Take, for example, a personal injury claim where C’s solicitor has been corresponding with D’s insurer. In many similar cases in the past this insurer has nominated its in-house solicitor to accept service. However, in this case, the insurer has not done so but the claim form et cetera has been sent there. Correspondence continues. After the four-month period of validity has expired, the insurer takes the point that purported service is bad and that service has not been effected.
By new rule 6.15(2), ‘the court may order that steps already taken to bring the claim form to the attention of the defendant by an alternative method or at an alternative place is good service’. By rule 6.15(4)(b) the order must specify the date on which the claim form is deemed served. It is submitted that, in this example, the court would exercise its new power.
By new rule 6.8(6), in any claim by a tenant against a landlord, the claim form may be served at an address given by the landlord under section 48 of the Landlord and Tenant Act 1987.
By new rule 6.17(2), where the claimant serves the claim form, the period for filing a certificate of service is extended to 21 days, but no certificate need be filed if all defendants have filed acknowledgments of service within that time (which, of course, they should have).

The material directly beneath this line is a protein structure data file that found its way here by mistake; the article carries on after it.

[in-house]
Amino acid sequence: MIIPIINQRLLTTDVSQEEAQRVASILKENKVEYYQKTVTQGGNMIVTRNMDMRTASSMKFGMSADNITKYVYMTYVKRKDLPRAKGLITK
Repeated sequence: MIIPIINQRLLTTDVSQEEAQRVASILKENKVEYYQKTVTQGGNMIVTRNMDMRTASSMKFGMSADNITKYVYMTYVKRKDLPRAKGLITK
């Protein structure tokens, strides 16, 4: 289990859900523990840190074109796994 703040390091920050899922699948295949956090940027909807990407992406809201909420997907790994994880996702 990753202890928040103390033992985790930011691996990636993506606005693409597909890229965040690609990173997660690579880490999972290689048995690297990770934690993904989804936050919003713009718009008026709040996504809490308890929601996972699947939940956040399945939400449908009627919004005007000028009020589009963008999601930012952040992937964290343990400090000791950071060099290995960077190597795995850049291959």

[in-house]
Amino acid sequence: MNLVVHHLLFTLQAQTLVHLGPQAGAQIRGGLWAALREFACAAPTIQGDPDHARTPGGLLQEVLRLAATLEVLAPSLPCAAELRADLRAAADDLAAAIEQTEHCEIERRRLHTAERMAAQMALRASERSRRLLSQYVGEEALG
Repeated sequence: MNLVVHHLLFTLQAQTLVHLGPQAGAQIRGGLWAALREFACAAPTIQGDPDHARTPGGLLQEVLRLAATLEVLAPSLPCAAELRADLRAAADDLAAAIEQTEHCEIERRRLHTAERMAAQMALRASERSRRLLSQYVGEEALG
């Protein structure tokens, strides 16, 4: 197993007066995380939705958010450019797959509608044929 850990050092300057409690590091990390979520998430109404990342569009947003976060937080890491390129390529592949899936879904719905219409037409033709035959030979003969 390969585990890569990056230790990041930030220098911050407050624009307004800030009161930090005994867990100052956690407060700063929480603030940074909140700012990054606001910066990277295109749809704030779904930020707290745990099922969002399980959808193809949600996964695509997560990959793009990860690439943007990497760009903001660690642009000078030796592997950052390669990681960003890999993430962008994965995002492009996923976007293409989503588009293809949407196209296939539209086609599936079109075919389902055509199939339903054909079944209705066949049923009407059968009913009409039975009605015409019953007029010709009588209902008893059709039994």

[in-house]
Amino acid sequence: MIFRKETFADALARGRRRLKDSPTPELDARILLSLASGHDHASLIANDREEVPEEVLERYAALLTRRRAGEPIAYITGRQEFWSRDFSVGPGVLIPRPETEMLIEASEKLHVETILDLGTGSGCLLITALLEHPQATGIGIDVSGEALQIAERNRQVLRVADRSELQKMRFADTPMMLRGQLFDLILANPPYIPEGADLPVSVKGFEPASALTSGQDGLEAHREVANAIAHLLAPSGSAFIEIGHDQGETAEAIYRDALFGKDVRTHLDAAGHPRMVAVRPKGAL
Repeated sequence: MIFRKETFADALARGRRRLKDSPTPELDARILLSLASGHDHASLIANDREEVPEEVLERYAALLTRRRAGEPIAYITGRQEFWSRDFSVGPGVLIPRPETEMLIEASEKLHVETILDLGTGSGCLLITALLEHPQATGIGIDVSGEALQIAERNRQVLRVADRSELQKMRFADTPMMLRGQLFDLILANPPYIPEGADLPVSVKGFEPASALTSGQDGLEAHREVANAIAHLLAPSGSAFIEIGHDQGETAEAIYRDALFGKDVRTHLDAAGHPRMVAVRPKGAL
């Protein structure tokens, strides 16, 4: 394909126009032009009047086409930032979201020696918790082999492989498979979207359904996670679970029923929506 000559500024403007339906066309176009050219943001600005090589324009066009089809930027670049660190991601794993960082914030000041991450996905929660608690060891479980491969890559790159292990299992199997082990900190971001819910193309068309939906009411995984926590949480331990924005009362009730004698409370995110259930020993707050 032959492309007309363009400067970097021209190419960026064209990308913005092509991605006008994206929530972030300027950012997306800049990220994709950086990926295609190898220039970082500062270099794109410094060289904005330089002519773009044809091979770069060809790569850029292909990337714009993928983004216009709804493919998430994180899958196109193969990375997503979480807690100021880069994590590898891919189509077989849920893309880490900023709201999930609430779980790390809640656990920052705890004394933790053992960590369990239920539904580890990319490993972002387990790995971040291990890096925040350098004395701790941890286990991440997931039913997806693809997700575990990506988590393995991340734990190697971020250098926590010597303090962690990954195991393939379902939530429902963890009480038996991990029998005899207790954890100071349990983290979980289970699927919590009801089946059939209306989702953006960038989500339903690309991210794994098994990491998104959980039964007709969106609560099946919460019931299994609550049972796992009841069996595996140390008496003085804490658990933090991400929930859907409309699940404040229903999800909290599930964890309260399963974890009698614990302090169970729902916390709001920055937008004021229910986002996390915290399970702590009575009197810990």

There are three new practice directions to supplement part 6. These give useful guidance and do not duplicate rules unnecessarily. PD6 is ‘Practice Direction – service within the UK’. PD6B is ‘service on Members of the Regular Forces’ and PD6C is ‘service out of the UK’.
Given the lack of transitional provisions, all practitioners will need to be familiar with the new part 6, its supplementing practice directions and the consequential amendments, before they all come into force on 1 October.
District Judge Hill sits at Scarborough County Court. He is a member of the Civil Procedure Rule Committee and of the Senior Editorial Board of the White Book.
|Method of service||Step required|
|First-class post, document exchange or other service which provides for delivery on the next business day|| |
Posting, leaving with, delivering to or collection by the relevant service provider
|Delivery of the document to or leaving it at the relevant place||Delivering to or leaving the document at the relevant place|
|Personal service under rule 6.5||Completing the relevant step required by rule 6.5(3)|
|Fax||Completing transmission of the fax|
|Other electronic method|| |
Sending email or other electronic transmission